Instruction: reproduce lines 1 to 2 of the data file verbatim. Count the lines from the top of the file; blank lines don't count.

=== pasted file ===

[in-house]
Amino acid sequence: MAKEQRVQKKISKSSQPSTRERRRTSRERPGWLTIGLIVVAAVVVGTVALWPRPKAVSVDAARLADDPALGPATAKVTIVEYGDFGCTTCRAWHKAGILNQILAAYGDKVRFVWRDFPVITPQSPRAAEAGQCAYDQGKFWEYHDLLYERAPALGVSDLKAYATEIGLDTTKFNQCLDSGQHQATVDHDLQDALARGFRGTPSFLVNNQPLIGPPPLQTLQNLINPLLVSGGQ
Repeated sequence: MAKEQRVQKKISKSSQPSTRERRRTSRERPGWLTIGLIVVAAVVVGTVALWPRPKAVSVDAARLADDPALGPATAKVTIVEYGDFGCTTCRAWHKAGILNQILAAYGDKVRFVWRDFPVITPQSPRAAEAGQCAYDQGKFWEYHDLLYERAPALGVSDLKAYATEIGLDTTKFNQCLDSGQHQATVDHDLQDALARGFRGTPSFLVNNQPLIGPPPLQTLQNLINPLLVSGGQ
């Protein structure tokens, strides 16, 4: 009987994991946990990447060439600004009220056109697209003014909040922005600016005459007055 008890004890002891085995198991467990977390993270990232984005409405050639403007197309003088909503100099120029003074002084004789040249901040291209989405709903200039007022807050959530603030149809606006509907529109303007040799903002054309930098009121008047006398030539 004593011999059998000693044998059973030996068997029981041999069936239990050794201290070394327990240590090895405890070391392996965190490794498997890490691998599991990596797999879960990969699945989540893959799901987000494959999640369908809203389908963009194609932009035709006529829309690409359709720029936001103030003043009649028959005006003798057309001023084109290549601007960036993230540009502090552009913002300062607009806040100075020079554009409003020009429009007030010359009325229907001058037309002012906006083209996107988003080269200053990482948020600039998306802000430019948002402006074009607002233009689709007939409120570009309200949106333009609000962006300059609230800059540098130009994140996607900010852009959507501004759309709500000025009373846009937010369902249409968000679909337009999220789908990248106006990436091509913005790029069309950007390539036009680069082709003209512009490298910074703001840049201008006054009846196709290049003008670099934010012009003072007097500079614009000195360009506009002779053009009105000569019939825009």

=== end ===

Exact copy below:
[in-house]
Amino acid sequence: MAKEQRVQKKISKSSQPSTRERRRTSRERPGWLTIGLIVVAAVVVGTVALWPRPKAVSVDAARLADDPALGPATAKVTIVEYGDFGCTTCRAWHKAGILNQILAAYGDKVRFVWRDFPVITPQSPRAAEAGQCAYDQGKFWEYHDLLYERAPALGVSDLKAYATEIGLDTTKFNQCLDSGQHQATVDHDLQDALARGFRGTPSFLVNNQPLIGPPPLQTLQNLINPLLVSGGQ